17 Minutes with Olga from Amazon


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Over the past 3 years I’ve spent well over $4K at Amazon – Yikes! That’s a scary thought actually. I really like the hassle free shopping, quick checkouts, product reviews, and the wide selection of merchandise all under one roof. I do about 75% of my shopping for items like books, electronics devices, vitamins/supplements, office supplies, and birthday gifts from Amazon. So no big surprise that I’m an Amazon Prime member; for $79/year we get free 2-day shipping or $3.99/per item for one day shipping. By most estimates, I would likely be considered a “loyal customer”. Generally, things run pretty smoothly with my orders, so I never have to talk to customer service. However, a recent problem with an order could have resulted in a very disappointing experience; but after a 17 minute phone call with Olga, the Amazon Contact Center Agent, I am more loyal than ever to Amazon.


The problem stemmed from several items we purchased for my wife’s cousin, Giselle, who was visiting us.  She is in the Argentinean Air Force and doing relief work in Haiti, and she had a week off to hang in Miami.  So, we logged on to Amazon in order some parting gifts to give her before leaving.  In total there were about 8 items ordered, and due to the timing of her departure, we chose the one day shipping option. When the delivery date came, only 6 of the 8 items had arrived. Baffled and a bit disgruntled, I checked Amazon’s web self service portal which showed the delayed items just leaving Tennessee. I had a very strong feeling that we wouldn’t receive them before Giselle was going to leave. Just to be sure, I contacted Amazon customer service. After a 10 minute search on Amazon’s site for the customer service contact info (my only customer complaint), I chose the “Call Me” option and within 4 seconds, Olga (Amazon Customer Service Rep) was dialing my number. Here’s how it went down, minute by minute:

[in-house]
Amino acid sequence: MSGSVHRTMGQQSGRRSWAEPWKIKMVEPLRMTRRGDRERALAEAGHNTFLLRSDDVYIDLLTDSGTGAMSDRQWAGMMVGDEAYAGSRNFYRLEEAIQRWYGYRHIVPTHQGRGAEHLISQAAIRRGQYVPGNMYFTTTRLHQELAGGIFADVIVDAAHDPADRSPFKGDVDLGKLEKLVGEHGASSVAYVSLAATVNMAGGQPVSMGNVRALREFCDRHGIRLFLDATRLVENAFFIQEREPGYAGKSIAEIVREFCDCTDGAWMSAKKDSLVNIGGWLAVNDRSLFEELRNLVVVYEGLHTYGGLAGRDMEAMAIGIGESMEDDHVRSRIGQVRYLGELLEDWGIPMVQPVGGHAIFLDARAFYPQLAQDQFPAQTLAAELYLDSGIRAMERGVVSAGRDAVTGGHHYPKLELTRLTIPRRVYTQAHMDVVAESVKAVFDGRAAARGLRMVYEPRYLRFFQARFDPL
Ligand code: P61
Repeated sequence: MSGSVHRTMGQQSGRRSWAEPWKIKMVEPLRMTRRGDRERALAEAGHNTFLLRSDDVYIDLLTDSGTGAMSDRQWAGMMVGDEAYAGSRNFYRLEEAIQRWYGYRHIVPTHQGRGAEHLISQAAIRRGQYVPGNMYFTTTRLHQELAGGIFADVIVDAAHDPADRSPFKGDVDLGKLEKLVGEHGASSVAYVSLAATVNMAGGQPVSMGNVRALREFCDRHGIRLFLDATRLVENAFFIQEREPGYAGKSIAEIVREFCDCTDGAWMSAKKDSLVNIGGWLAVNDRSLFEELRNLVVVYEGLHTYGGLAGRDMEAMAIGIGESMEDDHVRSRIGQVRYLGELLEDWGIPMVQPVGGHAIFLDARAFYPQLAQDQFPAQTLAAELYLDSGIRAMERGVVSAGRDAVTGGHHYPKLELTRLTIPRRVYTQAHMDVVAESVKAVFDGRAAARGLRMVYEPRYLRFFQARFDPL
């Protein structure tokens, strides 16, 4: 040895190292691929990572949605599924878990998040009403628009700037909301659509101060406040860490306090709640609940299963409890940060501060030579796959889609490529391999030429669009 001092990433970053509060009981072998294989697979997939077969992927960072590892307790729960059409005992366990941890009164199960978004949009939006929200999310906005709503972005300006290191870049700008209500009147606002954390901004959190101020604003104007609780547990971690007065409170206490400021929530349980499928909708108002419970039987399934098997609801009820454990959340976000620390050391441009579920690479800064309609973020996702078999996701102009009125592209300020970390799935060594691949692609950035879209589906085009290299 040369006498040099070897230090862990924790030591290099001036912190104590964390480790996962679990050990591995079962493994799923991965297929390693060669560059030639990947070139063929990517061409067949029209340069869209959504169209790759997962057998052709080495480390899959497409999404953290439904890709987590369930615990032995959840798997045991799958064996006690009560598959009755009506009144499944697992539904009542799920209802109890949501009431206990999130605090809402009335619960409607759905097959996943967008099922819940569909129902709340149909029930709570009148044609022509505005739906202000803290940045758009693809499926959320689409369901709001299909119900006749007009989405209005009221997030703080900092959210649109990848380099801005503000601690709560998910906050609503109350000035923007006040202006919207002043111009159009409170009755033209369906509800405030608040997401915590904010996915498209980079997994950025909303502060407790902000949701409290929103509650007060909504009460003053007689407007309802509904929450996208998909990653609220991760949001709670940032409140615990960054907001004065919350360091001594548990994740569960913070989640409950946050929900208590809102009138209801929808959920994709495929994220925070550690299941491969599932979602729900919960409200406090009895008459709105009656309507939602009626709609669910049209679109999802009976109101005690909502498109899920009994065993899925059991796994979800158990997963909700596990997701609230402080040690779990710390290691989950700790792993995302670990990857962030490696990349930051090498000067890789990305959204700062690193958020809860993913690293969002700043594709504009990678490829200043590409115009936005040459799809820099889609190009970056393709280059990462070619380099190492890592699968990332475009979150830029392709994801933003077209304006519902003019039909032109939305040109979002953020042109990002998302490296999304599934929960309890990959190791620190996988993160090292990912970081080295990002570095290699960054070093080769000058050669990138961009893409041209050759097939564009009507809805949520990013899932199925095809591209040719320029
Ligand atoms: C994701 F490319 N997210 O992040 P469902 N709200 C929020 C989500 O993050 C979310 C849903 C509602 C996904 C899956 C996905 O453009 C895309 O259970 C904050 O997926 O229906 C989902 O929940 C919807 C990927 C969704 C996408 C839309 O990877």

• Minutes 0-3: I explained the situation. Their integration between self service and agent desktop is fantastic. As I was looking on the web self service portal, she was walking through my order, nearly identical to what I was viewing on my PC. Olga confirmed my missing items and asked if I would mind being placed on hold while she called FedEx to troubleshoot the holdup. Are you kidding me? Wow, YES, you can call them on my behalf. 
  • Minutes 3-7: On hold while Olga talks with FedEx Customer Service. 
  • Minutes 7-9: Olga came back with the unfortunate news that our shipment was in fact delayed (due to weather of course). She explained our options and she said they would happily refund the $3.99 shipping cost/per item if we still wanted to accept them a day later. Unfortunately, this didn’t help us since Giselle was leaving at 9am the following day. Olga then asked if we would like her to cancel the order before it arrives. We were amazed that she was able to cancel an order mid-stream like this at no cost to us; very impressive.
  • Minutes 9-13: On hold while Olga talks with FedEx Customer Service again.
  • Minutes 13-14: Olga returns and says “there may be a possibility that we can get you the package in time. Let me call the local FedEx office to confirm. I will be right back after I investigate further.”